How To Earn Your First High-Paying Writing Client

Dec 2, 2019   |    By: Dave Polykoff

Freelance writing can be one of the most lucrative ways to earn money online, but getting started can feel super intimidating.

There’s no need to fear though.

Even if you have no prior experience, following these steps will help you find your first high-paying client soon.

Choosing Your Niche

Although being willing to write for everyone may sound like a good idea, it can actually backfire on you.

A better idea is to choose one or two niches and position yourself as a specialist.

Here are some factors you should consider when choosing a freelance writing niche:

  • Does it have a high return on investment?
  • Is it in high-demand?
  • Most importantly, does it interest you?

The reason the last one is the most important is because you don’t want to write about things you hate.

That’s like working a job you hate, just because it pays well.

It may seem like it’s worth it at first, but it’s only going to make you miserable in the long run.

Plus, choosing a niche that you enjoy means you’re probably already pretty knowledgeable about it.

Creating Your Portfolio

Once you’ve decided on your niches, the next step is to create your portfolio.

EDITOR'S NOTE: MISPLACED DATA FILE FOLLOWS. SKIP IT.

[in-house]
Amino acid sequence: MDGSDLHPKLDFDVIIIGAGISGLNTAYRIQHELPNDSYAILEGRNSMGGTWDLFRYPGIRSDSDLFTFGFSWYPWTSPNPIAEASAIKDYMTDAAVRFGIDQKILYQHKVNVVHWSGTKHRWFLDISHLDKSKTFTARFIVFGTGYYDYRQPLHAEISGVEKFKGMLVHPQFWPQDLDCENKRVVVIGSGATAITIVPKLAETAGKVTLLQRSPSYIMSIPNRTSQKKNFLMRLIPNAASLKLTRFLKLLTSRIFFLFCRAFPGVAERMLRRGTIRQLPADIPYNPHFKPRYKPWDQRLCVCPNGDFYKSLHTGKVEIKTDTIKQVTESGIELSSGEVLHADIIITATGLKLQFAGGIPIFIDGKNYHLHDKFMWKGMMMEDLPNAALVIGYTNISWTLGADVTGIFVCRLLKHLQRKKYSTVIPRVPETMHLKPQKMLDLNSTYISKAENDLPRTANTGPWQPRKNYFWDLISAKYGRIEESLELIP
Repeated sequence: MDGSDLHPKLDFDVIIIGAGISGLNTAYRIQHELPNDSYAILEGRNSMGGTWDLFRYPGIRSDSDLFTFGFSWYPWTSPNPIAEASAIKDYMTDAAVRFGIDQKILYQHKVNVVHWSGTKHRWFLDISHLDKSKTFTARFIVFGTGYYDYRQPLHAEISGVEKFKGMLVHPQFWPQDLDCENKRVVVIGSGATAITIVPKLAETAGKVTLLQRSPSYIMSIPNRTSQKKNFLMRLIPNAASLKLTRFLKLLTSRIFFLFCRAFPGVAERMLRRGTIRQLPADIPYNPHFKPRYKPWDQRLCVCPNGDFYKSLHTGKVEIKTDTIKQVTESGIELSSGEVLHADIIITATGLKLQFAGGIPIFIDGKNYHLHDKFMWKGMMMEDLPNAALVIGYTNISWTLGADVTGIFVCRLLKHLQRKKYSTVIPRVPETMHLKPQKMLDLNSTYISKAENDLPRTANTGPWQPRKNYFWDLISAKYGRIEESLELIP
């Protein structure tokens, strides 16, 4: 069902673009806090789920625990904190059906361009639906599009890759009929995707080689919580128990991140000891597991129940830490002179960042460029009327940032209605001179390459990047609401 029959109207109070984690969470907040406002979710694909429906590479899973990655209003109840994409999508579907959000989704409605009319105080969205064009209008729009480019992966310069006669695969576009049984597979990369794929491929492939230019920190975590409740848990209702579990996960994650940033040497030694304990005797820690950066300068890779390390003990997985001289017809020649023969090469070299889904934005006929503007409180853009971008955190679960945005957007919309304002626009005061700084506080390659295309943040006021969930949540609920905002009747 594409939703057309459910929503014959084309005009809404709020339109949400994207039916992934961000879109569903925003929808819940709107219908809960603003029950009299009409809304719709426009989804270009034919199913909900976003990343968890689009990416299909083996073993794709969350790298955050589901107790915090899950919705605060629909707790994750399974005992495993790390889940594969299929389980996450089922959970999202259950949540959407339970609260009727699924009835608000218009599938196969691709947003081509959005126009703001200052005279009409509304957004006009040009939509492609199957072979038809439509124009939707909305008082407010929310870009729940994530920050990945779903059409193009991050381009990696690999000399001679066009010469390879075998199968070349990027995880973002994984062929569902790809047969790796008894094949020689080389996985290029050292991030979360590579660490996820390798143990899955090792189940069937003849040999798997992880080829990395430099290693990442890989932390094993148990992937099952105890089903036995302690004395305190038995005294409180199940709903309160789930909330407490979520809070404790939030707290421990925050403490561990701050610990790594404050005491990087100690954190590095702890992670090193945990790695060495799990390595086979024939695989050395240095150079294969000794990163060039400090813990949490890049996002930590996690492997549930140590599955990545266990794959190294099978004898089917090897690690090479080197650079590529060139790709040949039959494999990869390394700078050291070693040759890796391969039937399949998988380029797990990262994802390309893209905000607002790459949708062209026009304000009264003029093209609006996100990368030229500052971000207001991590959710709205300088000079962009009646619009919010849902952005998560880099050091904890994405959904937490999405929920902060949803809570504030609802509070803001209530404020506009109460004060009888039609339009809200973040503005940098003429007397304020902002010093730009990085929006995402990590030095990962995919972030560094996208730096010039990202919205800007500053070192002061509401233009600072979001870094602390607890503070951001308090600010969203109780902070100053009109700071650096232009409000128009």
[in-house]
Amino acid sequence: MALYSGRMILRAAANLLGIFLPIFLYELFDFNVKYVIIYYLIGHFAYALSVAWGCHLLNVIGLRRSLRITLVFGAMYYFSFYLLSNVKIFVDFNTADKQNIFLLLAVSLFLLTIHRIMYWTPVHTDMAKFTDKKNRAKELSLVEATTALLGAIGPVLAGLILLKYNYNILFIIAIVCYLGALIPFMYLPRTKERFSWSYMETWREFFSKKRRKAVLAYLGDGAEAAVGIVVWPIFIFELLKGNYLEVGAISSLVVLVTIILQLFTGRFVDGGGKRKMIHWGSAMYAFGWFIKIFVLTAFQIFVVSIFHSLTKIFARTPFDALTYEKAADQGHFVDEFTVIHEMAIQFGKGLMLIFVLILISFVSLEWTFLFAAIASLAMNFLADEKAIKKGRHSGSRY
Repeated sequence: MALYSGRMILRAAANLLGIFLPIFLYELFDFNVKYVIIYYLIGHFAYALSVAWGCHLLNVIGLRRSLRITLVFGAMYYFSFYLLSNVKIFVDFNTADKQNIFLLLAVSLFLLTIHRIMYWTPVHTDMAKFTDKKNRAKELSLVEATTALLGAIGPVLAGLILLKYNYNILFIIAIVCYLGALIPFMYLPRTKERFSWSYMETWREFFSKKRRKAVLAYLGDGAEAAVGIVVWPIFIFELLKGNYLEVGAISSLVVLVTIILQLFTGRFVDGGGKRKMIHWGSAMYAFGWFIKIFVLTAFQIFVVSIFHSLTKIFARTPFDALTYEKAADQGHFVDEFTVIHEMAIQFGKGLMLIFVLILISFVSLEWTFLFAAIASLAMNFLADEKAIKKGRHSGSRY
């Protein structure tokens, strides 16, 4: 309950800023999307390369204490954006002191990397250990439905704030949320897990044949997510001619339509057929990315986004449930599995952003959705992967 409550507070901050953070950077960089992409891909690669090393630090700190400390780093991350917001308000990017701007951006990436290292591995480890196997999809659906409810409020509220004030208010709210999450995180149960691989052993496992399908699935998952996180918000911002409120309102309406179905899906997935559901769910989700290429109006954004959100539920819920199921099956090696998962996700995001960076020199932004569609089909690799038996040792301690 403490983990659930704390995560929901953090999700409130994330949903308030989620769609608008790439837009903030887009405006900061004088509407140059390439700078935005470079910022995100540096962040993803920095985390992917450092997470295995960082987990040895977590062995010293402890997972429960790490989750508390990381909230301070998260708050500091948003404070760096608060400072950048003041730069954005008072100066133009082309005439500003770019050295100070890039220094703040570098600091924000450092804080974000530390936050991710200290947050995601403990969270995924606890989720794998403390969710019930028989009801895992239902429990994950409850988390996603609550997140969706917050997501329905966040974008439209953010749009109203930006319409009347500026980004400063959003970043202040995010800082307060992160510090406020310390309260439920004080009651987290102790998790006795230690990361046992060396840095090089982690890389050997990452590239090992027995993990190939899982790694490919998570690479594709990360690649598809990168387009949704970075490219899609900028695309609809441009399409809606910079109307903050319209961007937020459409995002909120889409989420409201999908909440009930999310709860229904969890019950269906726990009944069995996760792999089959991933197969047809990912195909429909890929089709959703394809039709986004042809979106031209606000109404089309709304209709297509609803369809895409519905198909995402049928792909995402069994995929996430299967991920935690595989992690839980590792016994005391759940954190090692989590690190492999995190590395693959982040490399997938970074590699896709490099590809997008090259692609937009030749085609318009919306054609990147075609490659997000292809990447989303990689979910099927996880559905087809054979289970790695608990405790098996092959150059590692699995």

Because there’s no point in applying for jobs if you can’t send them writing samples.

Any legitimate writing job is going to expect them.

Don’t worry though, your samples don’t need to be real.

You can always write fake ones if you don’t have any real ones yet.

What matters most is making sure the client can see your skills.

Where To Find Your First Jobs

Once you’ve gained some freelance writing experience, you’ll probably start to have clients reach out to you.

But in the beginning, you’ll need to pitch them.

The best place to start is on freelance job boards, like UpWork and PeoplePerHour.

All you have to do is search for the keywords for your niche, and then send out pitches to jobs that resemble your portfolio samples.

That will increase your odds of getting hired.

Many freelancers make the mistake of sending out the same generic pitches to everyone though, so the key is showing that you read the job description and that your work aligns with what they’re looking for.

Another option is to cold pitch companies you’re interested in working with, by searching for the contact person on LinkedIn and sending them an email.

Jobs found this way can be better-paying compared to the ones posted on job boards.

Conclusion

If you follow all of the above steps, you’ll have your first freelance writing client soon.

But even if it takes you a while, don’t give up! Keep sending out pitches every day and eventually someone will decide to hire you.

About the Author

Dave Polykoff

Dave Polykoff

Dave is a professional copywriter and owner of ProWriter. He's combined his passion for community building and creative writing into a solution that allows thousands of professional writers to earn a living doing what they love.

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